Qatar continues to face global condemnation from LGBTQ+ rights groups for their treatment of LGBTQ+ people ahead of the nation hosting the 2022 FIFA World Cup.

According to a new Human Rights Watch report, security police in Qatar has continued to arrest and harass individuals because of their sexuality and gender identity, with victims telling the organisation that such mistreatment has continued to occur as recently as September 2022.

The incidents, which include six cases of severe and repeated beatings and five cases of sexual harassment in police custody between 2019 and 2022, follow promises and commitments from the Qatar government that LGBTQ+ fans would be safe during the upcoming FIFA World Cup.



Human Rights Watch claim that during these incidents, Qatar Preventive Security Department forces targeted and arrested people solely based on their sexuality and gender identity while unlawfully searching their phones.

According to Human Rights Watch, as a requirement for their release, security forces mandated that transgender women detainees attend conversion therapy sessions at a government-sponsored “behavioural healthcare” centre.

“While Qatar prepares to host the World Cup, security forces are detaining and abusing LGBT people simply for who they are, apparently confident that the security force abuses will go unreported and unchecked,” explained Rasha Younes, an LGBTQ+ rights researcher at Human Rights Watch.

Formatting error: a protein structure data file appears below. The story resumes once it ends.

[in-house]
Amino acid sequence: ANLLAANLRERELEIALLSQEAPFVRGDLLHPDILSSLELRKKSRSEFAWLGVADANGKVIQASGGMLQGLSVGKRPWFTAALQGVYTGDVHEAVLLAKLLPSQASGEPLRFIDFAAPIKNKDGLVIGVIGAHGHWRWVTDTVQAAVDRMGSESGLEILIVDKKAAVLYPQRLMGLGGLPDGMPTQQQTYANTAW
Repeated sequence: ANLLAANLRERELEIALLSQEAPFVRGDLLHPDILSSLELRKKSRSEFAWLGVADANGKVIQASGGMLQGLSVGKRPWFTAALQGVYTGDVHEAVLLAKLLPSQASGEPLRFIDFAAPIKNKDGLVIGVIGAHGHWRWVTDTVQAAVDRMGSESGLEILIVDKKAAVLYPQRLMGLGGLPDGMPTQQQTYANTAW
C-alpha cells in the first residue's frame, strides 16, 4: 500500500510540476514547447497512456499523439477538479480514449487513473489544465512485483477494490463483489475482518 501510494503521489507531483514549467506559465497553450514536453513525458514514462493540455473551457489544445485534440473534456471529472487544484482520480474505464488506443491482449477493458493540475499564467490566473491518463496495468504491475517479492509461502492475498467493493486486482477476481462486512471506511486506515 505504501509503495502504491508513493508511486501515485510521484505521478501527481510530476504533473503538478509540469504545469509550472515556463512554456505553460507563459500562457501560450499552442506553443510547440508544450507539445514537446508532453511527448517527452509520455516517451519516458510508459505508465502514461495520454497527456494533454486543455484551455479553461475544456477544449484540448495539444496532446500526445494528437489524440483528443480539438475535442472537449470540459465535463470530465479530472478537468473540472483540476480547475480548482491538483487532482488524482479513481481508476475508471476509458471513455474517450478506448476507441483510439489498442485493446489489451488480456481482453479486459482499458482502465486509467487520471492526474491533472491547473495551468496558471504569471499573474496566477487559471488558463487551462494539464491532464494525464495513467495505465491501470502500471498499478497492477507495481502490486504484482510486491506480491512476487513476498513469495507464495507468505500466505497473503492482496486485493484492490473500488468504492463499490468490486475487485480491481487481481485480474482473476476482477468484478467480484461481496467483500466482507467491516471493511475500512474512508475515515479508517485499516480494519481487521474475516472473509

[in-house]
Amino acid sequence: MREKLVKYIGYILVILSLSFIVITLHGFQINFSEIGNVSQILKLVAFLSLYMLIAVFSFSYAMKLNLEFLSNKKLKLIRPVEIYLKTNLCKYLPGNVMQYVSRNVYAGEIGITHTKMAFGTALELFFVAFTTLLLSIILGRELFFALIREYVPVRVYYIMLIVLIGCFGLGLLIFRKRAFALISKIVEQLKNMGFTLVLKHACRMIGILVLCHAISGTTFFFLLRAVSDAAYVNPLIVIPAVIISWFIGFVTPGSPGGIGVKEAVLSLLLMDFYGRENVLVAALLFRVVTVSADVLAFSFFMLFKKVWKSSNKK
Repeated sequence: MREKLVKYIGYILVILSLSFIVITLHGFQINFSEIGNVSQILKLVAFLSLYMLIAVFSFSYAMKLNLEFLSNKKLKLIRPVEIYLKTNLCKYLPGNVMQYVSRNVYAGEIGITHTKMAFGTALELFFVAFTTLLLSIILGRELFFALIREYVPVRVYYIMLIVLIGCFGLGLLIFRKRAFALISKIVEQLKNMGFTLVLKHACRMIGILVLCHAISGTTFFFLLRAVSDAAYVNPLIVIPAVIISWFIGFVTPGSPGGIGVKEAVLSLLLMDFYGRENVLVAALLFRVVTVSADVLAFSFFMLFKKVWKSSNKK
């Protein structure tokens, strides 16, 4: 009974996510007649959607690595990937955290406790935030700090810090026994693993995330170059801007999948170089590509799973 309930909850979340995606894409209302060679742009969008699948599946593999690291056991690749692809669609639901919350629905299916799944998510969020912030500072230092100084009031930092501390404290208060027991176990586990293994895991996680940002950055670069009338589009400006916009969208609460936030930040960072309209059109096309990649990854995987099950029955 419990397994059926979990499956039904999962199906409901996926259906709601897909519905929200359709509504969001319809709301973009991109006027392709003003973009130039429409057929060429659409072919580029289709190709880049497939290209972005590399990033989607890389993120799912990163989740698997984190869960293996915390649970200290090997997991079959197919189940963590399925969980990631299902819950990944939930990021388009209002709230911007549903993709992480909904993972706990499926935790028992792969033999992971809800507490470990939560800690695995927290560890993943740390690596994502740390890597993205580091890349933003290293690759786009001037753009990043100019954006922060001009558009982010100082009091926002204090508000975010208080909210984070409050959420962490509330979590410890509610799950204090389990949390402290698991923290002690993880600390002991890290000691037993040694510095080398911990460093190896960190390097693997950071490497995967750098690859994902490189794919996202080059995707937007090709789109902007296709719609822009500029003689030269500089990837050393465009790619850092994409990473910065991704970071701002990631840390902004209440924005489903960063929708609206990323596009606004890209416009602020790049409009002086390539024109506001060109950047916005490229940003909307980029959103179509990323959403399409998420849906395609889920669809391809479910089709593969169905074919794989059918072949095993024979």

“Qatari authorities need to end impunity for violence against LGBT people. The world is watching.”

Thanks to the help of Doctor Nasser Mohamed, an openly gay Qatari activist, Human Rights Watch interviewed six LGBTQ+ Qataris, including four transgender women, one bisexual woman, and one gay man.

All six interviewed explained that Preventive Security Department officers detained the victims in an underground prison in Al Dafneh, Doha.

They were then verbally harassed and subjected to physical abuse, including slapping, kicking and punching until they bled, all intending to extract forced confessions. One woman said she lost consciousness.

“I saw many other LGBT people detained there: two Moroccan lesbians, four Filipino gay men, and one Nepalese gay man,” the woman said.

“I was detained for three weeks without charge, and officers repeatedly sexually harassed me. Part of the release requirement was attending sessions with a psychologist who ‘would make me a man again.’”

The recent report flies in the face of a 2020 promise when Qatar assured prospective visitors that it would welcome LGBTQ+ visitors and that fans would be free to fly the rainbow flag at the World Cup football games.